Hi, this is Scott Allen, and this is a course designed to teach you the basics of AngularJS. AngularJS is a JavaScript framework you can use to build applications, but run in a web browser using HTML. I'm going to assume that you've never worked with AngularJS and that you know only a little bit about HTML, CSS, and JavaScript, but I'll also assume that you have a desire to learn Angular and are willing to learn by following along and writing some code. In this first module, I want to show you how to get started with AngularJS on a web page, show you the development environment we'll be working in, and also cover some of the JavaScript coding styles we'll be using throughout the rest of the course.

Hi, this is Scott Allen, and this module is all about Controllers in Angular. Controllers are one of the central pieces of the Angular framework, and in working with Angular, you're going to create many different controllers. As the name implies, controllers are in charge of an area of the application. And with Angular, a controller is in charge or responsible for building a model. A model contains the data we need to work with and a controller will do whatever it needs to grab that data. So it might need to make some calculations or call back to a web server that talks to a database, whatever it takes. I'll show you how to build a controller that is able to build a model, and then we'll be able to use data binding to show that model in a view; the view is the HTML for our webpage.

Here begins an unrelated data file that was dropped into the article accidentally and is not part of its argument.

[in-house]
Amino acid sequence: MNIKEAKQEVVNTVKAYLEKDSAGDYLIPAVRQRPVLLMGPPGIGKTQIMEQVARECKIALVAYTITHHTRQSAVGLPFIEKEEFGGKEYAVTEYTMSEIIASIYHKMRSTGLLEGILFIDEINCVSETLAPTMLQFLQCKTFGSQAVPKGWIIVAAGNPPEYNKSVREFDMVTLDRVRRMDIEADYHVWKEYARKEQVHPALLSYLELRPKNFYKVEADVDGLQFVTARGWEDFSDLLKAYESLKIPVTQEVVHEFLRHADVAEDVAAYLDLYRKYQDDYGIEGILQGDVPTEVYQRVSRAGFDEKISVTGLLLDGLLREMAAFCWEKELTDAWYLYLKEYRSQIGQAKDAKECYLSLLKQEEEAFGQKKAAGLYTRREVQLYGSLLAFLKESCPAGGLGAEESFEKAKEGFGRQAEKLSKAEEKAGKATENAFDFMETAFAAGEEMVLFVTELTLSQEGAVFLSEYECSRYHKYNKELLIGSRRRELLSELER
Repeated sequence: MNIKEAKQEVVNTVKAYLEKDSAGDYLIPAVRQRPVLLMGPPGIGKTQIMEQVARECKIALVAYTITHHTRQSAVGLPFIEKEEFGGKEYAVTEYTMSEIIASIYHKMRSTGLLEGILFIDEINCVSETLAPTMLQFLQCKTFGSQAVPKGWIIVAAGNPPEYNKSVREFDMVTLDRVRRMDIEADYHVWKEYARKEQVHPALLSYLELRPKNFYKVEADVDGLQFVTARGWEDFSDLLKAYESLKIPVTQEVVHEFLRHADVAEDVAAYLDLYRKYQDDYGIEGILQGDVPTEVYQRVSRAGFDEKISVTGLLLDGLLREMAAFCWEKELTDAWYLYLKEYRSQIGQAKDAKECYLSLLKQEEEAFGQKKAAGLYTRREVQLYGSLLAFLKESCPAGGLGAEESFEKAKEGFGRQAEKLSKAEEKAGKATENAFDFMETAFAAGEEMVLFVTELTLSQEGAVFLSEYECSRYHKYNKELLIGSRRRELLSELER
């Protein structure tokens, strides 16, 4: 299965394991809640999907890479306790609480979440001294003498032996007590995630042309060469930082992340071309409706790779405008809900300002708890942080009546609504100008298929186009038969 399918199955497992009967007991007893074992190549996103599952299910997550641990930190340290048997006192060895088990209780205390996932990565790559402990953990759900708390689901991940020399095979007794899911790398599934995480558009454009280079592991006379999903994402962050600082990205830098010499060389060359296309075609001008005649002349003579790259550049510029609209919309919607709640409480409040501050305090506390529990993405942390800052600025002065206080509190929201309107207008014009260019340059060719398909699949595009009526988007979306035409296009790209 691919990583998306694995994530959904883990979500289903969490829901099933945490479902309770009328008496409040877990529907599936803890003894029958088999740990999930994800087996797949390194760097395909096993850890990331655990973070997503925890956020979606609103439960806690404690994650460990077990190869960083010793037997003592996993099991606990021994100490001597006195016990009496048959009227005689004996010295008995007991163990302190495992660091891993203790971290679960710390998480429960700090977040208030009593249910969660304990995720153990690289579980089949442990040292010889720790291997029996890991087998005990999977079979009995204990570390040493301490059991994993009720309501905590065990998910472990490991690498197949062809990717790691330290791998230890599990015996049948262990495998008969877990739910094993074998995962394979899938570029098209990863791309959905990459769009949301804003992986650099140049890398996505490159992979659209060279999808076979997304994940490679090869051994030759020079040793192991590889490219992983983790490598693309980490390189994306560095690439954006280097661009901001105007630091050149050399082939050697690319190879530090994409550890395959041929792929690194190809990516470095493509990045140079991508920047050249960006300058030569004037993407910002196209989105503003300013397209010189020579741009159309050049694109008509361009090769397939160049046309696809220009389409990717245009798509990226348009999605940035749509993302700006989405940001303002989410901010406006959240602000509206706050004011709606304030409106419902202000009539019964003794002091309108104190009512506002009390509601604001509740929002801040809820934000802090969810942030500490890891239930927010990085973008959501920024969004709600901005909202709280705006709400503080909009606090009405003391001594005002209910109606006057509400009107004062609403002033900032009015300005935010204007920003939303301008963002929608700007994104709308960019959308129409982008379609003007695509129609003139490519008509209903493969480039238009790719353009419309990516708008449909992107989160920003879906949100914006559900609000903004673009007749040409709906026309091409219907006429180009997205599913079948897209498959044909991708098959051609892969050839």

Directives and Views
Hi, this is Scott Allen, and this module is focused on Directives and Views in AngularJS. We've used some directives previously with Angular, directives like ng-app and ng-controller, but now I want to show you some other useful directives, like the directive to handle button clicks and the directive to move user input into my JavaScript model. These directives allow you to build interactive webpages that not only display data, but also react to the user and become a little more dynamic. We'll build something that lets the user search, sort, and browse code repositories. But before we begin, let's review the purpose of directives, in general.

Hi, this is Scott Allen, and this module is about Services in AngularJS. The word Service has many different meanings in software, and in web development we typically think of a service as a feature offered by a web server, like the GitHub API Web Service. But in an AngularJS application, a service is a different animal. A service in Angular is a component that performs a specific job, like providing a timer, or providing the ability to communicate over HTTP. We've seen that component, we've used it; it is the $http service. This module will show you some of the other built-in Angular services, as well as how and why you would want to build your own custom service.

Hi, this is Scott Allen, and this final module with Angular will demonstrate Routing. Routing allows you to manage multiple views in an application, and it's an essential feature for building larger apps, because you can allow a user to navigate between different screens, you can pass parameters between the controllers that manage these screens, and even tap into the browser Back and Forward buttons so that the browser history is synchronized with the user's location in your application. Let's start by looking at some of the details of how routing works in AngularJS.